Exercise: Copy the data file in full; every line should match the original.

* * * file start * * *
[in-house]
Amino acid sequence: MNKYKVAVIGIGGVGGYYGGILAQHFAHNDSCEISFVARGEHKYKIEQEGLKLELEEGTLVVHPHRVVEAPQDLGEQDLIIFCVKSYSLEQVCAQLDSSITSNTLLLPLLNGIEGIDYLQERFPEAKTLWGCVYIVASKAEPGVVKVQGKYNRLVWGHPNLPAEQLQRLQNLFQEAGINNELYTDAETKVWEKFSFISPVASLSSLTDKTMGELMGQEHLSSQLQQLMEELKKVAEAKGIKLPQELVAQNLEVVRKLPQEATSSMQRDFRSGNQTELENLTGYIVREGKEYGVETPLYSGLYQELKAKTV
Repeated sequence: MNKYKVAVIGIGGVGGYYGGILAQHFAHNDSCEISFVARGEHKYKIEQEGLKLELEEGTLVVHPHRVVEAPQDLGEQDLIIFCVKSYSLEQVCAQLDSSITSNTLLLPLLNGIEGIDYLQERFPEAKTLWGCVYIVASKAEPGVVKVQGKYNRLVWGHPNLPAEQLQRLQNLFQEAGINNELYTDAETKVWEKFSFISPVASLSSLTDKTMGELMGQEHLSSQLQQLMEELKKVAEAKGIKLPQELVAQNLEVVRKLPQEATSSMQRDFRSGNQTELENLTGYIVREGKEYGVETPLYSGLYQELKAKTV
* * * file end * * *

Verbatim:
[in-house]
Amino acid sequence: MNKYKVAVIGIGGVGGYYGGILAQHFAHNDSCEISFVARGEHKYKIEQEGLKLELEEGTLVVHPHRVVEAPQDLGEQDLIIFCVKSYSLEQVCAQLDSSITSNTLLLPLLNGIEGIDYLQERFPEAKTLWGCVYIVASKAEPGVVKVQGKYNRLVWGHPNLPAEQLQRLQNLFQEAGINNELYTDAETKVWEKFSFISPVASLSSLTDKTMGELMGQEHLSSQLQQLMEELKKVAEAKGIKLPQELVAQNLEVVRKLPQEATSSMQRDFRSGNQTELENLTGYIVREGKEYGVETPLYSGLYQELKAKTV
Repeated sequence: MNKYKVAVIGIGGVGGYYGGILAQHFAHNDSCEISFVARGEHKYKIEQEGLKLELEEGTLVVHPHRVVEAPQDLGEQDLIIFCVKSYSLEQVCAQLDSSITSNTLLLPLLNGIEGIDYLQERFPEAKTLWGCVYIVASKAEPGVVKVQGKYNRLVWGHPNLPAEQLQRLQNLFQEAGINNELYTDAETKVWEKFSFISPVASLSSLTDKTMGELMGQEHLSSQLQQLMEELKKVAEAKGIKLPQELVAQNLEVVRKLPQEATSSMQRDFRSGNQTELENLTGYIVREGKEYGVETPLYSGLYQELKAKTV